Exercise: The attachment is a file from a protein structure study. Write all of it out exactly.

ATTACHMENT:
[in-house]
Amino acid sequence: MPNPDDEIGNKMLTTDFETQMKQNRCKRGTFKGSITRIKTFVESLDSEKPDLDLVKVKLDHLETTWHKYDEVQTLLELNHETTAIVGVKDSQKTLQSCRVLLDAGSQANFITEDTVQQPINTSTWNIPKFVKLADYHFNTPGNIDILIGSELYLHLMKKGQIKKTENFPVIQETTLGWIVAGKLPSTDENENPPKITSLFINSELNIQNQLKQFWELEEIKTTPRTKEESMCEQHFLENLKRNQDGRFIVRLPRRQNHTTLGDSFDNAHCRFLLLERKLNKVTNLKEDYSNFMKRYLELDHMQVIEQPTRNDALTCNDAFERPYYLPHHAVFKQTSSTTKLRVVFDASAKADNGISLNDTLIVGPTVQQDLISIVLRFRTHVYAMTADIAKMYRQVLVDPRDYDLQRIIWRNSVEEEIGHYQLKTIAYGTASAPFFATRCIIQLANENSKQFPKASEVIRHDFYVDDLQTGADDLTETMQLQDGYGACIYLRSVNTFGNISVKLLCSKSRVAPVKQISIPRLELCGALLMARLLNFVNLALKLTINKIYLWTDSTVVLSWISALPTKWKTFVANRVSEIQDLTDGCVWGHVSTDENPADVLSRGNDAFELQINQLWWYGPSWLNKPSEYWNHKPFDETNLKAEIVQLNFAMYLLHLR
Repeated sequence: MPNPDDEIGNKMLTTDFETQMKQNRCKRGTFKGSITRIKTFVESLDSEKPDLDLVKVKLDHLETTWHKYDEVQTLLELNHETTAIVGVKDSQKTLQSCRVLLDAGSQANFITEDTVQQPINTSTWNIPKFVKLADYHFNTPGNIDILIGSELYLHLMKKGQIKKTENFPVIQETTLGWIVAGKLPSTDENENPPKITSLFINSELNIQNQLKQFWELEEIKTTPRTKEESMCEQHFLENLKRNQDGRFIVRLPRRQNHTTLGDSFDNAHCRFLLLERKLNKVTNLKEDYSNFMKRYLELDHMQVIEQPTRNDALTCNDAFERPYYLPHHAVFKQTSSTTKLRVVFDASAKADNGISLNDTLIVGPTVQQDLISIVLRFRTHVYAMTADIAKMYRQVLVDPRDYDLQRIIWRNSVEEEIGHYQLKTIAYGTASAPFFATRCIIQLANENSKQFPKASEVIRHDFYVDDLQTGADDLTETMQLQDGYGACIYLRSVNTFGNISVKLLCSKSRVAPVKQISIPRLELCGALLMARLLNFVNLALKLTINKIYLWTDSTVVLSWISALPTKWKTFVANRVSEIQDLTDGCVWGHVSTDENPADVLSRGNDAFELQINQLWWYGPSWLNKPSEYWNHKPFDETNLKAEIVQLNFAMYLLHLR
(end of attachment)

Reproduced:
[in-house]
Amino acid sequence: MPNPDDEIGNKMLTTDFETQMKQNRCKRGTFKGSITRIKTFVESLDSEKPDLDLVKVKLDHLETTWHKYDEVQTLLELNHETTAIVGVKDSQKTLQSCRVLLDAGSQANFITEDTVQQPINTSTWNIPKFVKLADYHFNTPGNIDILIGSELYLHLMKKGQIKKTENFPVIQETTLGWIVAGKLPSTDENENPPKITSLFINSELNIQNQLKQFWELEEIKTTPRTKEESMCEQHFLENLKRNQDGRFIVRLPRRQNHTTLGDSFDNAHCRFLLLERKLNKVTNLKEDYSNFMKRYLELDHMQVIEQPTRNDALTCNDAFERPYYLPHHAVFKQTSSTTKLRVVFDASAKADNGISLNDTLIVGPTVQQDLISIVLRFRTHVYAMTADIAKMYRQVLVDPRDYDLQRIIWRNSVEEEIGHYQLKTIAYGTASAPFFATRCIIQLANENSKQFPKASEVIRHDFYVDDLQTGADDLTETMQLQDGYGACIYLRSVNTFGNISVKLLCSKSRVAPVKQISIPRLELCGALLMARLLNFVNLALKLTINKIYLWTDSTVVLSWISALPTKWKTFVANRVSEIQDLTDGCVWGHVSTDENPADVLSRGNDAFELQINQLWWYGPSWLNKPSEYWNHKPFDETNLKAEIVQLNFAMYLLHLR
Repeated sequence: MPNPDDEIGNKMLTTDFETQMKQNRCKRGTFKGSITRIKTFVESLDSEKPDLDLVKVKLDHLETTWHKYDEVQTLLELNHETTAIVGVKDSQKTLQSCRVLLDAGSQANFITEDTVQQPINTSTWNIPKFVKLADYHFNTPGNIDILIGSELYLHLMKKGQIKKTENFPVIQETTLGWIVAGKLPSTDENENPPKITSLFINSELNIQNQLKQFWELEEIKTTPRTKEESMCEQHFLENLKRNQDGRFIVRLPRRQNHTTLGDSFDNAHCRFLLLERKLNKVTNLKEDYSNFMKRYLELDHMQVIEQPTRNDALTCNDAFERPYYLPHHAVFKQTSSTTKLRVVFDASAKADNGISLNDTLIVGPTVQQDLISIVLRFRTHVYAMTADIAKMYRQVLVDPRDYDLQRIIWRNSVEEEIGHYQLKTIAYGTASAPFFATRCIIQLANENSKQFPKASEVIRHDFYVDDLQTGADDLTETMQLQDGYGACIYLRSVNTFGNISVKLLCSKSRVAPVKQISIPRLELCGALLMARLLNFVNLALKLTINKIYLWTDSTVVLSWISALPTKWKTFVANRVSEIQDLTDGCVWGHVSTDENPADVLSRGNDAFELQINQLWWYGPSWLNKPSEYWNHKPFDETNLKAEIVQLNFAMYLLHLR